Question: My neighbor has been shining a 300-watt light on my house (it is his security light).  We asked him very nicely to please point the light down so it does not shine in our bedroom window.  He said no, so we ended up calling the zoning officer of our town, because it is illegal to shine a light outside your property line.  Now my neighbor barks his cars in front of my house out of spite and has pointed his light slightly upward again – sort of testing the limits.  What should be my next step?  This man is unapproachable and quick-tempered.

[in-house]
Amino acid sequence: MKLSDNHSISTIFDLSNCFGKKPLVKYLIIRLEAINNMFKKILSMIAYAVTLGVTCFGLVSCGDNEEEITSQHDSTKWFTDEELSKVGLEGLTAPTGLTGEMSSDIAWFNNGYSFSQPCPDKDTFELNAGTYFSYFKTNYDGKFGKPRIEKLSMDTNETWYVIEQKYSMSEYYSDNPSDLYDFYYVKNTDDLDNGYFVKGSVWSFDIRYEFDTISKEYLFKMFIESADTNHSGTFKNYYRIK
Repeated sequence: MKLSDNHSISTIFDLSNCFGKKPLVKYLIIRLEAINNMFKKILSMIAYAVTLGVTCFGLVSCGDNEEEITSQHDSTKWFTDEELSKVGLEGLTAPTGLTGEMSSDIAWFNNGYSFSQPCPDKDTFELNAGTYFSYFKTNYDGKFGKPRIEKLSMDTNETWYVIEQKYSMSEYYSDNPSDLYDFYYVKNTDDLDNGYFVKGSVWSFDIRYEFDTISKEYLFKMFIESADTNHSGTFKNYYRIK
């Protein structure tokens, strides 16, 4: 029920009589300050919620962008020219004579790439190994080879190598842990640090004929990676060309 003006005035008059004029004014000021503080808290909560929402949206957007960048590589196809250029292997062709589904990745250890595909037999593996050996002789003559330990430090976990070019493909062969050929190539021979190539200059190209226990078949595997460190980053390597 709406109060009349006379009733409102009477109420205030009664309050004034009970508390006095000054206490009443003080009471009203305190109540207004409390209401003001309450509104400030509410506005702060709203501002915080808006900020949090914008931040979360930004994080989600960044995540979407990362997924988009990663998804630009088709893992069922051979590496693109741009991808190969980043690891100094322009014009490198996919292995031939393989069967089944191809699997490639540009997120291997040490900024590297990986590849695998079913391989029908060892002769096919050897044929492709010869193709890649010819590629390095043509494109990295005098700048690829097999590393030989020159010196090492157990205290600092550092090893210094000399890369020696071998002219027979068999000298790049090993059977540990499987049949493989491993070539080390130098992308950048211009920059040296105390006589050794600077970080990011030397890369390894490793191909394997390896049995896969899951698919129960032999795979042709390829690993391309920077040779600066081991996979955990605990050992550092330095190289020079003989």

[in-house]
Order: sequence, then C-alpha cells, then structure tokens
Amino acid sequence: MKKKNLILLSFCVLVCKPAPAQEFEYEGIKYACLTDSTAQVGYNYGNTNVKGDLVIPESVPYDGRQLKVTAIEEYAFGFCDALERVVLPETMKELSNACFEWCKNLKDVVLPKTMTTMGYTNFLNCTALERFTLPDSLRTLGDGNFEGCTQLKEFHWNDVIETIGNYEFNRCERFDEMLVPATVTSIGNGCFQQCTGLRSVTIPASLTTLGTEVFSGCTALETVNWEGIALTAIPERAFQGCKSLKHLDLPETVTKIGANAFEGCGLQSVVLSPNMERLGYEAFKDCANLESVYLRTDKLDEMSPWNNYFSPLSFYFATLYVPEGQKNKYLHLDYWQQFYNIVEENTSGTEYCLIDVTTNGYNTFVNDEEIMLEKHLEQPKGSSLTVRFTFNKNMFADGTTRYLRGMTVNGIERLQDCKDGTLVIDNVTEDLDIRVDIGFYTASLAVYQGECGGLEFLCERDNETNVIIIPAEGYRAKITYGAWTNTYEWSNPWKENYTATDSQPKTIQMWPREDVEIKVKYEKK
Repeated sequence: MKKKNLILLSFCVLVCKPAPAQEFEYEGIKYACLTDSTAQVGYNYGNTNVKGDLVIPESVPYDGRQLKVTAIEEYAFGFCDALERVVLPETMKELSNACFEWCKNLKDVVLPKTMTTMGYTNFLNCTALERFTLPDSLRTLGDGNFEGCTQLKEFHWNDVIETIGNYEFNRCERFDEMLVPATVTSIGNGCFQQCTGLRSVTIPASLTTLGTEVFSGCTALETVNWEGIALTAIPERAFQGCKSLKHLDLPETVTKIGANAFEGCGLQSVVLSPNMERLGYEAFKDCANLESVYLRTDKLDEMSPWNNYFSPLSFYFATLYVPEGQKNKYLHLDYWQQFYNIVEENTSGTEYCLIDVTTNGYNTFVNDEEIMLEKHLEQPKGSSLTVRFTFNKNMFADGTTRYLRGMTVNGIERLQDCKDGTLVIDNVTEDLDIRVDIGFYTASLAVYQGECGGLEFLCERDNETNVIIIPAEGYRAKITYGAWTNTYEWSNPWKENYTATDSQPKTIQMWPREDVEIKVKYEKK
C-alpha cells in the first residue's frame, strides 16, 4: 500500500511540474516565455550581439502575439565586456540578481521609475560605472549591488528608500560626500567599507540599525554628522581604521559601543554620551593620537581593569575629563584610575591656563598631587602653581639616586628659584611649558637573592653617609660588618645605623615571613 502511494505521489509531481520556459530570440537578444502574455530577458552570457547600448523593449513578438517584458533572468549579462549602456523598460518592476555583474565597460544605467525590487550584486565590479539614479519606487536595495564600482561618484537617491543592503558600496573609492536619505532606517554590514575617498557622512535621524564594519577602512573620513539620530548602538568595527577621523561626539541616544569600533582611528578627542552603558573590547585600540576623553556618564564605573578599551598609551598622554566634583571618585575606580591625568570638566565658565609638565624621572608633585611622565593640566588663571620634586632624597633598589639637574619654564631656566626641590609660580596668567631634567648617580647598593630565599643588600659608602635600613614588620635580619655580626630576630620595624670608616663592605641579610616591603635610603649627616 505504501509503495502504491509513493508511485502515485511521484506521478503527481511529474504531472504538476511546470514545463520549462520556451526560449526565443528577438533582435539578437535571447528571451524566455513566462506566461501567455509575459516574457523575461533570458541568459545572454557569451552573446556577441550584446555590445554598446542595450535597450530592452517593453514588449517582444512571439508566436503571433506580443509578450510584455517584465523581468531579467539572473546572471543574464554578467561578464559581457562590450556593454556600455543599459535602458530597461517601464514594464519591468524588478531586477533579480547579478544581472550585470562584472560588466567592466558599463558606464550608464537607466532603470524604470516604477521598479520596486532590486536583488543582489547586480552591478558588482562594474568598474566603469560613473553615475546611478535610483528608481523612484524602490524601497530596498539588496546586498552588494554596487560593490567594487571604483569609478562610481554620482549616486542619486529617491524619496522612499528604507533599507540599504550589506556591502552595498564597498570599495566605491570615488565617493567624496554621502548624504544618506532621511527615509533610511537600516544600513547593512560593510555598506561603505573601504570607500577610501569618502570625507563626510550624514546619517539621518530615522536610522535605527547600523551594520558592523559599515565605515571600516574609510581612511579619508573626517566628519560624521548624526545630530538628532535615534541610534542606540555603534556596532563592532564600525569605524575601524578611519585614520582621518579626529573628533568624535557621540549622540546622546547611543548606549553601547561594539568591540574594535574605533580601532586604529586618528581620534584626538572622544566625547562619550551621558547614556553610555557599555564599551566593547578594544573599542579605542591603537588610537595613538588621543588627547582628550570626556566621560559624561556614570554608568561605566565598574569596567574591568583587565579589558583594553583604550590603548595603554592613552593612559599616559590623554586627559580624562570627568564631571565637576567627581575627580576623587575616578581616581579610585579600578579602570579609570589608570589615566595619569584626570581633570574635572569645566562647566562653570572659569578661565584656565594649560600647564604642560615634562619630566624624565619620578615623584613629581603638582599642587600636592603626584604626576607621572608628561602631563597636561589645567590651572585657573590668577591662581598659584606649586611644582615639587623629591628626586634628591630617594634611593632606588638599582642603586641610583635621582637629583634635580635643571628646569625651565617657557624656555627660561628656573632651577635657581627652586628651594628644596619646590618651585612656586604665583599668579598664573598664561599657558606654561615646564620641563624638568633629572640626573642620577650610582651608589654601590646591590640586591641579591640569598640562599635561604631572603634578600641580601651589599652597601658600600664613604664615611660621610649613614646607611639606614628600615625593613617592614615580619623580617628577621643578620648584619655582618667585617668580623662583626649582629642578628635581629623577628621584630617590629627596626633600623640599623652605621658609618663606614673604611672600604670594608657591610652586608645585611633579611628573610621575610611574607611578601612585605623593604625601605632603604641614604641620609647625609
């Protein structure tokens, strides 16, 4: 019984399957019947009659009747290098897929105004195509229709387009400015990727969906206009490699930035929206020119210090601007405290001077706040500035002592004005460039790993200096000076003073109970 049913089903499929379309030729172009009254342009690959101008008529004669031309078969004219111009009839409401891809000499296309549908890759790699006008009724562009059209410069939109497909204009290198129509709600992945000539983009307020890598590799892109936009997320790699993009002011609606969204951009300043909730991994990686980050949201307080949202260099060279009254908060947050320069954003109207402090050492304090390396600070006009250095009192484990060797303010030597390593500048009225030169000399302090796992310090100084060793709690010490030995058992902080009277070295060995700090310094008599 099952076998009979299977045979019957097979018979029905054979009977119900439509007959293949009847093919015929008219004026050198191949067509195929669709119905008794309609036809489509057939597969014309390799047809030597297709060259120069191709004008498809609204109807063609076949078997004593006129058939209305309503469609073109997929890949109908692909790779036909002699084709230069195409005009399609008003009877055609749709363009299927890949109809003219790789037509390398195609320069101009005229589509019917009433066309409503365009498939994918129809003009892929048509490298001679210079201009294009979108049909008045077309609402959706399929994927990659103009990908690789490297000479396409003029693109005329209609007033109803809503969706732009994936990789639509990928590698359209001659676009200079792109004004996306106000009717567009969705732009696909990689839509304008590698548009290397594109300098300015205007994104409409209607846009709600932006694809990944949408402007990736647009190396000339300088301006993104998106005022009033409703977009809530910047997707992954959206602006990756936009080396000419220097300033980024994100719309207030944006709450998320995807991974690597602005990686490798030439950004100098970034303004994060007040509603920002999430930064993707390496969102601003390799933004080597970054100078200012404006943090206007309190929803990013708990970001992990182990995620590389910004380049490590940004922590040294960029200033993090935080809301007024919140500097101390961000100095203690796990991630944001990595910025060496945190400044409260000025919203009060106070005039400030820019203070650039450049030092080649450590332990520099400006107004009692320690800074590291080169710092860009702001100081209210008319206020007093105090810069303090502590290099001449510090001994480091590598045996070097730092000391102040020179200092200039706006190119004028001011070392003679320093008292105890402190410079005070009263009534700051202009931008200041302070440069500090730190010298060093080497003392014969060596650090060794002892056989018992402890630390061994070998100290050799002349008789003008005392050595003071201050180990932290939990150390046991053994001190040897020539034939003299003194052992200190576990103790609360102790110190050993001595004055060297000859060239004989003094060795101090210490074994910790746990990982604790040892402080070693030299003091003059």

Question: One of our coworkers here has a bad BO (body odor) problem.  I would be easy if our HR department would handle it, but she is our HR department.  No one seems to know how to handle this or what to say so that her feelings are not hurt.  I don’t believe it’s an uncontrollable problem, as her hygiene leaves a lot to be desired.  Can you help?


Question: I formed a partnership with a friend (first mistake, I know, but too late now) basically advertising products for companies through several avenues. 

We got this idea from my partner’s brother, who was already in the business doing the same thing. We got into the business and it was very similar to his brother’s business in that we were advertising similar products, but as the business grew, we branched out to varied products while his brother still focused on this one type of product.